Bank of England raises interest rates to 0.5 per cent
The Bank of England’s decision to raise interest rates by a quarter point was widely expected, whether it should have actually happened or not, as the rate setters managed to back themselves into a corner. With five-year Swap rates at 1 per cent, the market forecasts the average position for base rate over the next five years to be at that level, so borrowers do not need to panic, as any rate rises are likely to be slow and moderate. However, there is a whole generation of borrowers who have never known a rate rise so psychologically it could have much more of an impact for them.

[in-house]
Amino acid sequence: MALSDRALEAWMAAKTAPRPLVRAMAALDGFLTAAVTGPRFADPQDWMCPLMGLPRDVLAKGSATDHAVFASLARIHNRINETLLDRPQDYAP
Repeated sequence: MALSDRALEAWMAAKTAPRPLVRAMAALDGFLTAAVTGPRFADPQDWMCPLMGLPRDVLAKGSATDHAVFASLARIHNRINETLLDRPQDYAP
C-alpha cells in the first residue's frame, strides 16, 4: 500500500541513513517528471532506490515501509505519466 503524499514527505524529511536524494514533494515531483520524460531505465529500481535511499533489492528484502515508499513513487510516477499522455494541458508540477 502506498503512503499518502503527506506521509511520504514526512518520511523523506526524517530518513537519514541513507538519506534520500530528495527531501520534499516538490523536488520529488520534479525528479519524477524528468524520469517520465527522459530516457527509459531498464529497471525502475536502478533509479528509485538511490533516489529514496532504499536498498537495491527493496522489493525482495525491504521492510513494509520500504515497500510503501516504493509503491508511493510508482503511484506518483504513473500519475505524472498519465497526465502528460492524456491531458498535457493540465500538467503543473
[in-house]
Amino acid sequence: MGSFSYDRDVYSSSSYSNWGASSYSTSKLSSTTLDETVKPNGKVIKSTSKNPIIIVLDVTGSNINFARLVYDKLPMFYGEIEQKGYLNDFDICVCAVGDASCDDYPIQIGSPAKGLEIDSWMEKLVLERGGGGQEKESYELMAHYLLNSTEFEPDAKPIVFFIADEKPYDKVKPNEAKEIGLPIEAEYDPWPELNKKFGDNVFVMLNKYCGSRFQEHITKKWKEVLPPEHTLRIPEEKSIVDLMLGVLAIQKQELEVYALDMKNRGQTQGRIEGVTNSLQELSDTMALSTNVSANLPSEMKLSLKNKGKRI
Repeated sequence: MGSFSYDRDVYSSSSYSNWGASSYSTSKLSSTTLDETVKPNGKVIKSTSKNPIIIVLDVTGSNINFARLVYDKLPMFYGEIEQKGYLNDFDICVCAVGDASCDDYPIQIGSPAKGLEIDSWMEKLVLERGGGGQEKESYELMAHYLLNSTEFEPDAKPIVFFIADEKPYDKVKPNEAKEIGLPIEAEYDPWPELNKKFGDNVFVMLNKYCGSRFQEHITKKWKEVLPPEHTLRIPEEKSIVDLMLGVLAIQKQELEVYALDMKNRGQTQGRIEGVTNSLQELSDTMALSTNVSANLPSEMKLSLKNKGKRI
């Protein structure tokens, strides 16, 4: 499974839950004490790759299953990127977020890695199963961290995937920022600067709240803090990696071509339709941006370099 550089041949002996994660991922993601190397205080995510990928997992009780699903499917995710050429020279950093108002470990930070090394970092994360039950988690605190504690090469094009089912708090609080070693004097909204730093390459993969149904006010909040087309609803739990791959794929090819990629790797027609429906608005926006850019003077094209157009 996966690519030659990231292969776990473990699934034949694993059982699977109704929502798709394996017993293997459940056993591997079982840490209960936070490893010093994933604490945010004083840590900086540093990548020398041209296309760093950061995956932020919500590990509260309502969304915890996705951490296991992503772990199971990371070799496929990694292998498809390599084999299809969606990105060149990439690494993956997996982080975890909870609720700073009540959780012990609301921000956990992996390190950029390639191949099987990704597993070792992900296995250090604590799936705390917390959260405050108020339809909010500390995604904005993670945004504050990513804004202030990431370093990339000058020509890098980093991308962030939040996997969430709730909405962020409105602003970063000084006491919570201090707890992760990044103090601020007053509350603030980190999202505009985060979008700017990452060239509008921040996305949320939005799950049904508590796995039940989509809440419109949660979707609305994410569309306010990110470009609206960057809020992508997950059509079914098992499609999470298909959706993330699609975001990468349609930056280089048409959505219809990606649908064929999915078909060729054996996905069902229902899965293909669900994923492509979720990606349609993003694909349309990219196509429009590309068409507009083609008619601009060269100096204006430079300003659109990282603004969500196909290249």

The increase has already been factored into mortgage pricing, with most lenders hiking the cost of their fixed-rate deals over the past couple of weeks. However, we don’t believe it is the end of cheap mortgages with Nationwide actually cutting its fixed rates this week, illustrating the ultra-competitiveness of the market. Some lenders may well be prepared to absorb rate increases into their margins, as they are still chasing business. The plethora of new lenders has also led to increased competition in the mortgage market, which is good news for borrowers. As always, independent advice is crucial, particularly if you are on a variable-rate deal and worried about rates rising further.